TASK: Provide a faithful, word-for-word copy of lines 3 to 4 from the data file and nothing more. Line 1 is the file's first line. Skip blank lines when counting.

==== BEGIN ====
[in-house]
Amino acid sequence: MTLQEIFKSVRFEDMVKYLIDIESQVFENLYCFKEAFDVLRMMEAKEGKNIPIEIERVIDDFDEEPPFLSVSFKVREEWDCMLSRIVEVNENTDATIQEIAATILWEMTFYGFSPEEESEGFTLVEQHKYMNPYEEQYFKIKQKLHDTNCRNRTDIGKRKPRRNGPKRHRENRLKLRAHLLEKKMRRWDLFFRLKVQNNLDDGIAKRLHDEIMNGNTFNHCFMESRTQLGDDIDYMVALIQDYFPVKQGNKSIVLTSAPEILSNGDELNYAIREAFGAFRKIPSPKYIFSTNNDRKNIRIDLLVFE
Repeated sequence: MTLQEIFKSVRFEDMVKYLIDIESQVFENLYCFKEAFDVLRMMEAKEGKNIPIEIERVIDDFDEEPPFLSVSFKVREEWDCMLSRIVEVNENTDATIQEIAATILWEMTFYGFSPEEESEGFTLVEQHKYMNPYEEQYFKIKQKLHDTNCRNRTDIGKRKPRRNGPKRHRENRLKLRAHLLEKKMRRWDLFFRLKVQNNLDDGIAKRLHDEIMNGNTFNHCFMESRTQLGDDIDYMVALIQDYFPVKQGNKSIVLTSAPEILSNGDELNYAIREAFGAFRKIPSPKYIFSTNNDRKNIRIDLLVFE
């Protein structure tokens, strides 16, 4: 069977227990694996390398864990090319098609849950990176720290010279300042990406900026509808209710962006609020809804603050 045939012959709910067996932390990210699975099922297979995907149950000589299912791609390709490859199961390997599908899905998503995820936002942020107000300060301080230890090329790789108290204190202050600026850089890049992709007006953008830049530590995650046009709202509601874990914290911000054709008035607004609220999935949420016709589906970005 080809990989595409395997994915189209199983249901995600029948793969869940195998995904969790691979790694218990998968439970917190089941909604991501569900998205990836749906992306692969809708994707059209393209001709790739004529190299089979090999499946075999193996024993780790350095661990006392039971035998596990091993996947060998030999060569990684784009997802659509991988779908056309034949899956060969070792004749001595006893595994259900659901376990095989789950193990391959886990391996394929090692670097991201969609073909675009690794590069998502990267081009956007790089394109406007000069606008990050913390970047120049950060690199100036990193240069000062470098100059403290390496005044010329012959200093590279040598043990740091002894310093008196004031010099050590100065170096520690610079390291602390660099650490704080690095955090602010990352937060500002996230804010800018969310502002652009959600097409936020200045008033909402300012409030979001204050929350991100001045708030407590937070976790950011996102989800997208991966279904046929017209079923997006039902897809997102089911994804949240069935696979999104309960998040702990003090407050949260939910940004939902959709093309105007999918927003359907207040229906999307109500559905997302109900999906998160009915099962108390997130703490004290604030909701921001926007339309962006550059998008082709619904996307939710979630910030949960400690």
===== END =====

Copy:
Repeated sequence: MTLQEIFKSVRFEDMVKYLIDIESQVFENLYCFKEAFDVLRMMEAKEGKNIPIEIERVIDDFDEEPPFLSVSFKVREEWDCMLSRIVEVNENTDATIQEIAATILWEMTFYGFSPEEESEGFTLVEQHKYMNPYEEQYFKIKQKLHDTNCRNRTDIGKRKPRRNGPKRHRENRLKLRAHLLEKKMRRWDLFFRLKVQNNLDDGIAKRLHDEIMNGNTFNHCFMESRTQLGDDIDYMVALIQDYFPVKQGNKSIVLTSAPEILSNGDELNYAIREAFGAFRKIPSPKYIFSTNNDRKNIRIDLLVFE
């Protein structure tokens, strides 16, 4: 069977227990694996390398864990090319098609849950990176720290010279300042990406900026509808209710962006609020809804603050 045939012959709910067996932390990210699975099922297979995907149950000589299912791609390709490859199961390997599908899905998503995820936002942020107000300060301080230890090329790789108290204190202050600026850089890049992709007006953008830049530590995650046009709202509601874990914290911000054709008035607004609220999935949420016709589906970005 080809990989595409395997994915189209199983249901995600029948793969869940195998995904969790691979790694218990998968439970917190089941909604991501569900998205990836749906992306692969809708994707059209393209001709790739004529190299089979090999499946075999193996024993780790350095661990006392039971035998596990091993996947060998030999060569990684784009997802659509991988779908056309034949899956060969070792004749001595006893595994259900659901376990095989789950193990391959886990391996394929090692670097991201969609073909675009690794590069998502990267081009956007790089394109406007000069606008990050913390970047120049950060690199100036990193240069000062470098100059403290390496005044010329012959200093590279040598043990740091002894310093008196004031010099050590100065170096520690610079390291602390660099650490704080690095955090602010990352937060500002996230804010800018969310502002652009959600097409936020200045008033909402300012409030979001204050929350991100001045708030407590937070976790950011996102989800997208991966279904046929017209079923997006039902897809997102089911994804949240069935696979999104309960998040702990003090407050949260939910940004939902959709093309105007999918927003359907207040229906999307109500559905997302109900999906998160009915099962108390997130703490004290604030909701921001926007339309962006550059998008082709619904996307939710979630910030949960400690």